Already there are 400 pilotless Johnny Cabs (the reference is to the Arnold Schwarzenegger movie, Total Recall) on the roads in California, and the state is about to permit cars with no backup drivers onto state highways on April 2. Had April Fool’s Day fallen on a Monday this year, instead of Sunday, the symbolism would have been perfect.

In any case, the joke’s on us. The nominal reason for introducing technology that absolutely no red-blooded American male could possibly want is that cars with no drivers and no steering wheels are somehow going to be safer, and that by eliminating human error—stupidity, drunkenness, distracted driving, texting and a million other crazy things people do in their cars while in motion—we’ll all get where we’re going in one piece. But given the still-imperfect state of the technology, how could driverless cars be perfectly safe? We don’t even have consistent cell service yet.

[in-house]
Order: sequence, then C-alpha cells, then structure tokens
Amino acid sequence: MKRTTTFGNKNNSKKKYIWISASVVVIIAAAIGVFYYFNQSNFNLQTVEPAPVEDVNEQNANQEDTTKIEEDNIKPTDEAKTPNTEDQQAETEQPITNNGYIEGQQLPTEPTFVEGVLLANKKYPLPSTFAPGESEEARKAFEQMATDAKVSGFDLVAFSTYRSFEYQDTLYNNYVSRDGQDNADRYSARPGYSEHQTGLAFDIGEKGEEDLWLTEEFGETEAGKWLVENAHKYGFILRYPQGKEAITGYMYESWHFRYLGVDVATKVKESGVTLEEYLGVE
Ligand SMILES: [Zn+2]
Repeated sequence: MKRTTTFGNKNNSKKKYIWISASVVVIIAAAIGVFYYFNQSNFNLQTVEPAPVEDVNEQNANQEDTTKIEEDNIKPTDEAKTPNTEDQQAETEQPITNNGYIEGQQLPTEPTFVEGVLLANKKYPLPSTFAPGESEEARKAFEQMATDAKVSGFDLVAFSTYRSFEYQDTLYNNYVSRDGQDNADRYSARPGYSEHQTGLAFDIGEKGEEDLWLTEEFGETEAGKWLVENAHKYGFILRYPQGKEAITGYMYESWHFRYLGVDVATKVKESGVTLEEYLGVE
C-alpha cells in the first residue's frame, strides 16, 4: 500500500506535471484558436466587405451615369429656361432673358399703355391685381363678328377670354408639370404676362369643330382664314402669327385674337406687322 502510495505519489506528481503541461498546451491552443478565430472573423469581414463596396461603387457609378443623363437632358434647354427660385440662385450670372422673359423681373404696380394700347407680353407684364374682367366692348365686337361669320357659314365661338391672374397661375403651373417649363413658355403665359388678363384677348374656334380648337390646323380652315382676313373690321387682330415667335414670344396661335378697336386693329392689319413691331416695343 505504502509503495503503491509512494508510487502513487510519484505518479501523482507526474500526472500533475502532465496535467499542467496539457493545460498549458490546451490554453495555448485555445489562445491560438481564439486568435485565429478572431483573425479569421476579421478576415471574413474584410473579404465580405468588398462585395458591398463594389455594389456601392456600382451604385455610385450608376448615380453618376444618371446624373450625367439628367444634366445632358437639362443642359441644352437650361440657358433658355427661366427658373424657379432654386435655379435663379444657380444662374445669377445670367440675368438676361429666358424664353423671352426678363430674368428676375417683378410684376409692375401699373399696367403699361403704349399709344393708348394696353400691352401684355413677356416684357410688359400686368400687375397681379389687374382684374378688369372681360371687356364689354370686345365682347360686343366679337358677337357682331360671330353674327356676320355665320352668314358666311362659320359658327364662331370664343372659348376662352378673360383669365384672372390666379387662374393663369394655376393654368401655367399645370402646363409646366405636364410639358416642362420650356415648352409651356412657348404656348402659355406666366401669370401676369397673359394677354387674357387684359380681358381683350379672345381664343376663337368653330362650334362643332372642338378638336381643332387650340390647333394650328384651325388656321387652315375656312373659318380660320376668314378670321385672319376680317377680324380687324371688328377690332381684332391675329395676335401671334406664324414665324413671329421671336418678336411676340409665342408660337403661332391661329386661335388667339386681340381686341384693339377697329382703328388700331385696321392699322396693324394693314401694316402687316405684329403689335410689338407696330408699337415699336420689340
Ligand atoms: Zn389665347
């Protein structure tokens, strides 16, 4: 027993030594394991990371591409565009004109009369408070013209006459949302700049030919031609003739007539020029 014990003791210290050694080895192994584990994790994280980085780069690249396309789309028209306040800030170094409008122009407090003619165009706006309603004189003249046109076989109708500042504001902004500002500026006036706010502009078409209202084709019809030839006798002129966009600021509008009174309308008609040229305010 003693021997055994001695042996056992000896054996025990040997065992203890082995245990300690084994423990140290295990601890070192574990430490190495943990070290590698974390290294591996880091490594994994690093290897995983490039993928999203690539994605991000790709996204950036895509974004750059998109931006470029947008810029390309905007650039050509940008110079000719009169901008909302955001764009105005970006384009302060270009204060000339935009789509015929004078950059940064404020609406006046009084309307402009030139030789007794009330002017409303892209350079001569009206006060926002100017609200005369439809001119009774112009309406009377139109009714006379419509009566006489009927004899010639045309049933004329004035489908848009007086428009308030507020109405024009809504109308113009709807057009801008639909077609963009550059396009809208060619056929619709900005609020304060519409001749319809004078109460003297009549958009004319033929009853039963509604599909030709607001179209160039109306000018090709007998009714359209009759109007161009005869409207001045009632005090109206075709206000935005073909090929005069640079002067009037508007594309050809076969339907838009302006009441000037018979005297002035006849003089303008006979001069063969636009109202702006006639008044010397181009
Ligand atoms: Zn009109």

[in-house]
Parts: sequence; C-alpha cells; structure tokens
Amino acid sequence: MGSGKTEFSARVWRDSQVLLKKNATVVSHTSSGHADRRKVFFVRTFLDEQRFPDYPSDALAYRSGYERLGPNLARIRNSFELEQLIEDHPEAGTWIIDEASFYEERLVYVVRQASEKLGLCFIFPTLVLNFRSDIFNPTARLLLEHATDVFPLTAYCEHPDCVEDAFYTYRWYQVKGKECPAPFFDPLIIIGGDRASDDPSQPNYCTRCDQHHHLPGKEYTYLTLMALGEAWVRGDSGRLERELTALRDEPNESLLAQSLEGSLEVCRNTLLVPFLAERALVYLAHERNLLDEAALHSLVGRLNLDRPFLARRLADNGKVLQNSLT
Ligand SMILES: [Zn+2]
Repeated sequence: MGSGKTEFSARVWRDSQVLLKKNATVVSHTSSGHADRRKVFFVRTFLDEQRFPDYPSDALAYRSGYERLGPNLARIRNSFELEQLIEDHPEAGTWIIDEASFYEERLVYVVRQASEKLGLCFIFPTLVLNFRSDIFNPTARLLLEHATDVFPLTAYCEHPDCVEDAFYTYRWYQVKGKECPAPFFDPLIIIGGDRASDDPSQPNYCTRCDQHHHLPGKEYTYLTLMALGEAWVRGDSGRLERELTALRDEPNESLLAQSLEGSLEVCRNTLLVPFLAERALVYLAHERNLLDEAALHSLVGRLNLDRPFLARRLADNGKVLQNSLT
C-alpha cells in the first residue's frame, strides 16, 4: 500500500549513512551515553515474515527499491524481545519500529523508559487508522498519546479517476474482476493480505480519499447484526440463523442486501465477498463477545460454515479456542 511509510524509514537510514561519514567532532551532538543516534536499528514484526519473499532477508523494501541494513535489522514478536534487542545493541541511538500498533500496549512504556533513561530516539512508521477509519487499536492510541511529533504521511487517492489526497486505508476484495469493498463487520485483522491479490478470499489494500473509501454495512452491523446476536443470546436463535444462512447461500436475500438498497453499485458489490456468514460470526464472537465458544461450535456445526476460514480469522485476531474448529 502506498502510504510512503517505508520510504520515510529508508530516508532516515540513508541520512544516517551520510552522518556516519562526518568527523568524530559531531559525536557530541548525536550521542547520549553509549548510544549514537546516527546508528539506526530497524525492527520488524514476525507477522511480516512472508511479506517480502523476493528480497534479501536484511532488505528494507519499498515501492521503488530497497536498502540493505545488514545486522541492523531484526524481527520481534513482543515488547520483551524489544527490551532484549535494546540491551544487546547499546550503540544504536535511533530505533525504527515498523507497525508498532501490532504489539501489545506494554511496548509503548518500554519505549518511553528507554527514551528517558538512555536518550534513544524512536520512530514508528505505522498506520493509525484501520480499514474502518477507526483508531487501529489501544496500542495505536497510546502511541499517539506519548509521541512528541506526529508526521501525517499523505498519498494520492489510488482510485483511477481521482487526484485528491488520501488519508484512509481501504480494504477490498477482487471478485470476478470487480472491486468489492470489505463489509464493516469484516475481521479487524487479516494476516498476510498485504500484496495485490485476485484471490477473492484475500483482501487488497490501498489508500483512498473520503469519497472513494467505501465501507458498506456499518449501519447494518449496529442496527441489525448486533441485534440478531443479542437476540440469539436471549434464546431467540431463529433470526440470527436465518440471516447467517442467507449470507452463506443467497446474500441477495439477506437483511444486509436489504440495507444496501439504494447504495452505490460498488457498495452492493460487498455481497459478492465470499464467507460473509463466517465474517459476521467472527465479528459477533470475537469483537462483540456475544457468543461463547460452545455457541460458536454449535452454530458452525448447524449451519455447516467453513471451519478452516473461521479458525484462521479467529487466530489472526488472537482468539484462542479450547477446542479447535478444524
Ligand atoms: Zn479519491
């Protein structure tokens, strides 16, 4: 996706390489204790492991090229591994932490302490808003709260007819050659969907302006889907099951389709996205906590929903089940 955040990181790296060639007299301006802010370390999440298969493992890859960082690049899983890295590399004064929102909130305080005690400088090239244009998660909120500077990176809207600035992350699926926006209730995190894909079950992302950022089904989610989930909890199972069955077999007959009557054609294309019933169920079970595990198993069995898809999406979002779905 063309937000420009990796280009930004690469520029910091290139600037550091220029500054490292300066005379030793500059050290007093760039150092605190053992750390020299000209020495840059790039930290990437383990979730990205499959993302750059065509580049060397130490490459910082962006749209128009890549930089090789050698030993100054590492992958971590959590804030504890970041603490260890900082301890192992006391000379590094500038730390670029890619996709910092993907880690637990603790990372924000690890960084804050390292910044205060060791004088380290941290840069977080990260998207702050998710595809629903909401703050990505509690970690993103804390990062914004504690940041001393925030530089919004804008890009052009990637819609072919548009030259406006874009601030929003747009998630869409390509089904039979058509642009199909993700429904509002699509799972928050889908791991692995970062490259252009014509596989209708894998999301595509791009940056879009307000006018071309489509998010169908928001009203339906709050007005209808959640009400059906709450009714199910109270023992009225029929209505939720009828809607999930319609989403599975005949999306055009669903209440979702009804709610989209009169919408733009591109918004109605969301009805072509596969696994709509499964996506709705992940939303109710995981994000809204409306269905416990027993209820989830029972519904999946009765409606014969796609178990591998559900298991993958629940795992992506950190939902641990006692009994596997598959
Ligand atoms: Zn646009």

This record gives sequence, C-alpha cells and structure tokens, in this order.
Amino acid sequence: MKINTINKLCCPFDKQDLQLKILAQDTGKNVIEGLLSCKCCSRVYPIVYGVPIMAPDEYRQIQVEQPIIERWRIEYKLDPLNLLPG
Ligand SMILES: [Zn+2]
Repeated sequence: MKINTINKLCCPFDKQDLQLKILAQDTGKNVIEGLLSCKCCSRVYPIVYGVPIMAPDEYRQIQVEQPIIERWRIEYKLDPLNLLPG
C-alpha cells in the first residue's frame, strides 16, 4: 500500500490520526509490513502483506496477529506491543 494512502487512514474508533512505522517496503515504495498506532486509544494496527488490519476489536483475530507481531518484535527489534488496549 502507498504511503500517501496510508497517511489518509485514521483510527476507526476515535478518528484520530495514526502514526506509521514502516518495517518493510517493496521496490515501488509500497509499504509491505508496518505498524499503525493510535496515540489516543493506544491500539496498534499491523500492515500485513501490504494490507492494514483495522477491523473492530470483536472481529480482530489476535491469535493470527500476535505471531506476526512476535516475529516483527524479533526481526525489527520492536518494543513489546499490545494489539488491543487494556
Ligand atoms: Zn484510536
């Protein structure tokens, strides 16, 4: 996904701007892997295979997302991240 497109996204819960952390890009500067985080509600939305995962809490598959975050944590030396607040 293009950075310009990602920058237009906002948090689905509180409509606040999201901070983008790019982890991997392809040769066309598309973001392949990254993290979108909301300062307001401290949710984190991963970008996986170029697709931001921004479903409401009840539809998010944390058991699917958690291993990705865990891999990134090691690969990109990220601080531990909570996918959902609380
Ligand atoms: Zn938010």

But even if Johnny Cabs were perfectly safe the moral argument against them would be strong.

We know, for example, that roughly 30,000 Americans will die in traffic accidents every year—a number that has been steadily declining for decades, by the way, even as the population has increased—and yet that minuscule risk is one we all willingly assume every time we get behind the wheel, whether it’s to run to the store, take the kids to after-school activities, or to drive across country just for the hell of it. Are the tech giants and the auto manufacturers really arguing that this number will now magically and precipitously fall?